Created by Ben Bocquelet, the series is the first commission from Turner Broadcasting's Cartoon Network Development Studio Europe. Combining a mixture of several animation techniques with live-action backgrounds, the series follows the misadventures of a hapless twelve year old cat named Gumball, who lives in the quaint little town of Elmore - where nearly everything has the power to come to life! Joining him is his best friend Darwin, the one-time pet fish who grew legs and joined the family. The two of them go to Elmore Junior High where all sorts of strange characters roam the halls.The series received a twenty-episode second season before the eighteen-episode first season even premiered, another twenty-episode third season shortly after the second season premiere, and two more twenty-episode seasons right before the third season premiere, bringing its total to 49 hours worth of episodes. It got a "sneak peek" (i.e., the first of two episodes) in the UK on May 2nd, 2011, and in the US on May 3. The official US premiere was May 9 and the UK on September 5th.You can check out the show's Recap page here and the character page here. It also has a page for trivia and Shout Outs. Please list examples relating to specific episodes and characters on the corresponding page.It also has its own wiki.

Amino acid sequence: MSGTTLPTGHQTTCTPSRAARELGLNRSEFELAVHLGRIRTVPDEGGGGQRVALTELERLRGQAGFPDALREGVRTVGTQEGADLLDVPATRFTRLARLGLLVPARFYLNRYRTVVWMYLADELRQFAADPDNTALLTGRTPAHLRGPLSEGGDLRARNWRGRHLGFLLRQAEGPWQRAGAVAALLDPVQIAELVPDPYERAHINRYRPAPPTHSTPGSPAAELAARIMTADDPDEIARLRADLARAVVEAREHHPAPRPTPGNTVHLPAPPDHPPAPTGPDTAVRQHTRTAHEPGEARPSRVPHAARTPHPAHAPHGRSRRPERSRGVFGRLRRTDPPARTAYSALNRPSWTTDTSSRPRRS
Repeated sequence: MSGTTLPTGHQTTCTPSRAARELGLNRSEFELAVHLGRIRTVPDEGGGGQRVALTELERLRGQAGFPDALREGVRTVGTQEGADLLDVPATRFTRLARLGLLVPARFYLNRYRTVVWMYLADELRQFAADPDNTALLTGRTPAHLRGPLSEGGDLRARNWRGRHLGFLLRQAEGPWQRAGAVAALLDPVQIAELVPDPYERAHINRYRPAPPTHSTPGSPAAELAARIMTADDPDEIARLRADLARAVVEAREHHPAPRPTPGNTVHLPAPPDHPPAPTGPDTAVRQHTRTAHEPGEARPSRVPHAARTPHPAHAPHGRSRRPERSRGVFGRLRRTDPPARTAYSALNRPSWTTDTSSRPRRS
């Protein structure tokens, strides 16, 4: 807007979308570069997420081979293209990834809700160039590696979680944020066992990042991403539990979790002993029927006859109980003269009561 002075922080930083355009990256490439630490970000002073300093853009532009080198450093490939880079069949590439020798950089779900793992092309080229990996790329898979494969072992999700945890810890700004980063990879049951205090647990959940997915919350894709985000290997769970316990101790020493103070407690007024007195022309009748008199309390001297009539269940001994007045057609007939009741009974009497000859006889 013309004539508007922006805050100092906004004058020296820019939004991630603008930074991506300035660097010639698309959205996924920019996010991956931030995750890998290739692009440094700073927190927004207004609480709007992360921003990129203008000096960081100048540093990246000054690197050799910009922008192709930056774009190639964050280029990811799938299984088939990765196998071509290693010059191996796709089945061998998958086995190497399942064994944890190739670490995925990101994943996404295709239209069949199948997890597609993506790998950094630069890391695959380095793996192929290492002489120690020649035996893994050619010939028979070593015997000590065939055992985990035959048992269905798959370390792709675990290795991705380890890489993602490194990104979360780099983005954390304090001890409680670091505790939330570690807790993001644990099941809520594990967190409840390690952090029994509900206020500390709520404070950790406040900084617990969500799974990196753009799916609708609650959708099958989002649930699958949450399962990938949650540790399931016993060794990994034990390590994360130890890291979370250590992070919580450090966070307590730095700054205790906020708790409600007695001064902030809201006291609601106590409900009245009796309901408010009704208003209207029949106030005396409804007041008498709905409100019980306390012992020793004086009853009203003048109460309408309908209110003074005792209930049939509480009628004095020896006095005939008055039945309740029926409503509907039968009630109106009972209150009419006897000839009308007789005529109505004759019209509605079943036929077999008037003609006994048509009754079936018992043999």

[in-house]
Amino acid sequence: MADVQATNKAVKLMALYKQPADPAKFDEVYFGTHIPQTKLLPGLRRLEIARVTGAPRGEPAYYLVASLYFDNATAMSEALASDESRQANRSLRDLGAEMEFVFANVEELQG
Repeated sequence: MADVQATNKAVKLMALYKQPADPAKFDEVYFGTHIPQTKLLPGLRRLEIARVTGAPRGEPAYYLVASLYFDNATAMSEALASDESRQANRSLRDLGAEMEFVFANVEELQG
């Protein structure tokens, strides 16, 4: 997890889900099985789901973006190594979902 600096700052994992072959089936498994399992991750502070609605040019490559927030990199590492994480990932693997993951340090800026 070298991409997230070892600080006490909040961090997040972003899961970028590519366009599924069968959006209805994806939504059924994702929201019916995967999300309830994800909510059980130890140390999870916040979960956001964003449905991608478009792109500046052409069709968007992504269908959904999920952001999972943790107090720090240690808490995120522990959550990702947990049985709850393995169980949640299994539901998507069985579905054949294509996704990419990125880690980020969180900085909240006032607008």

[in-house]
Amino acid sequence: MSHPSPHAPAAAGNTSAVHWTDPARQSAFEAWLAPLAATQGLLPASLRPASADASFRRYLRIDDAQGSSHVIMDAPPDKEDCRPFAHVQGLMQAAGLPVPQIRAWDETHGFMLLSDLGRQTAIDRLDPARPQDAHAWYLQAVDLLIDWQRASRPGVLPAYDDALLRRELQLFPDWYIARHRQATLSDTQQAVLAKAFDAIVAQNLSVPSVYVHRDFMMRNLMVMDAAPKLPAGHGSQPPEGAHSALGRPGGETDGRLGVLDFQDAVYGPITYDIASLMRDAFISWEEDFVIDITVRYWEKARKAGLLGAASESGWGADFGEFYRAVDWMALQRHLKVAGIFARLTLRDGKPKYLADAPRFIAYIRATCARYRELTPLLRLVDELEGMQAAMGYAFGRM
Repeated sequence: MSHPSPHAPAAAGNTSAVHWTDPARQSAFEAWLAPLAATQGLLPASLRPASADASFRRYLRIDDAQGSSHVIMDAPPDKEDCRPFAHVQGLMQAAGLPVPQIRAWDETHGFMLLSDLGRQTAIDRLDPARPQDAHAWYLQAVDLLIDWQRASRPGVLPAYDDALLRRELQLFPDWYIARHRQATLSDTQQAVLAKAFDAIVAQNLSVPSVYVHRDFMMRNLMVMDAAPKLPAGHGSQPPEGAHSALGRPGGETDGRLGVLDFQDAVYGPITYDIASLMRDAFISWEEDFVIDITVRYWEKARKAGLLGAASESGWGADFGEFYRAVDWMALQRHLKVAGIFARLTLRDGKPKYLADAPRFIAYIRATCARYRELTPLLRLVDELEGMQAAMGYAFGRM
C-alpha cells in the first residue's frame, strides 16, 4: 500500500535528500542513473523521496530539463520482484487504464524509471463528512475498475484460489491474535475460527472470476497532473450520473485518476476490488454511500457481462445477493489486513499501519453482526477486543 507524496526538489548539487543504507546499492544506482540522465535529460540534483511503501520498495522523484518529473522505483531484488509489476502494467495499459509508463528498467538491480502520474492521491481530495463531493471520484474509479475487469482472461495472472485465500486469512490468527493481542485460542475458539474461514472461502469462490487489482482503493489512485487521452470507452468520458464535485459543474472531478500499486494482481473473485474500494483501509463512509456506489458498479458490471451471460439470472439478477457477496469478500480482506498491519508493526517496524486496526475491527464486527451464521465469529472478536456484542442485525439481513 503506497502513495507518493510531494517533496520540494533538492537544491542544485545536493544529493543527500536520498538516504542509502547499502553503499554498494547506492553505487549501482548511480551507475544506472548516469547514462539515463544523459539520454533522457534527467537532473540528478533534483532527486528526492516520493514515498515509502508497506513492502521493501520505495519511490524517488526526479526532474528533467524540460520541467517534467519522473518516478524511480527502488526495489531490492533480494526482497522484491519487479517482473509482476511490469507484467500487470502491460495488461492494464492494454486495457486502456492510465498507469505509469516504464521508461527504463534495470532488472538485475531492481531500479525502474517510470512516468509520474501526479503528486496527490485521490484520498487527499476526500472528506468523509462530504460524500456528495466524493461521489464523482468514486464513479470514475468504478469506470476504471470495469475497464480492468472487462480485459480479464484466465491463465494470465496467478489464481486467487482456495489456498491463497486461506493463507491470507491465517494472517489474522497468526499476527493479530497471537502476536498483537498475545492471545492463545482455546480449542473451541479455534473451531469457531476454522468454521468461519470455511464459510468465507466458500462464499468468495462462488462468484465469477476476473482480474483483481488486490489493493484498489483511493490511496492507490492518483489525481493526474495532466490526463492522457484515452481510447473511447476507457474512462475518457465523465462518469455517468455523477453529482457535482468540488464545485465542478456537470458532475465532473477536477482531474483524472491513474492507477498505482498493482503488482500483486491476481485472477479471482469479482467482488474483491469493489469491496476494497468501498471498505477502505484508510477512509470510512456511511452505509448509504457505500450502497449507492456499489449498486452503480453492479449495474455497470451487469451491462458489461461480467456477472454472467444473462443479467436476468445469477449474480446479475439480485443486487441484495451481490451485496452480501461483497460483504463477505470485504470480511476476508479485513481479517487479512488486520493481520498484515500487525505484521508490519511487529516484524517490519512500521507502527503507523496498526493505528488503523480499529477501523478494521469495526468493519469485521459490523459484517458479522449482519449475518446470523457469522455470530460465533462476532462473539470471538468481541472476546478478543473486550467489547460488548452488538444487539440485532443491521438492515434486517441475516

The Amazing World of Gumball provides examples of:
Abnormal Limb Rotation Range: Gumball does this with his head, ears, and torso in "The Virus" while also making his legs retract in and out of his body. Subverted in that he had to go to the nurse's office afterwards to see if his body was okay.
Nurse: Well, your heart's in your stomach and you'll be breathing out of your arm for a while but apart from that you're hunky-dory.
Accidental Misnaming: Despite trying to pretend he was his friend, Gumball always gets Alan's name wrong.
Adults Are Useless: Some episodes have it stronger than others. Nicole is pretty much the only consistently competent adult in the show, though she does have her wild moments.
Aerith and Bob: Most of the cast have normal given names, albeit Anais and Masami are French and Japanese ones respectively, except Darwin (which is normally a family name), Ocho, Juke, and Gumball.
Almost Kiss: In "The Skull" Miss Simian almost kisses Principal Brown who freaks out and jumps out the window, since it's not really Principal Brown but Clayton having shapeshifted into him.
All There in the Manual: Darwin is Gumball's Adopted Brother who grew legs when he was overfed, but you wouldn't know that unless you read it online from the creators despite being heavily implied through-out the series.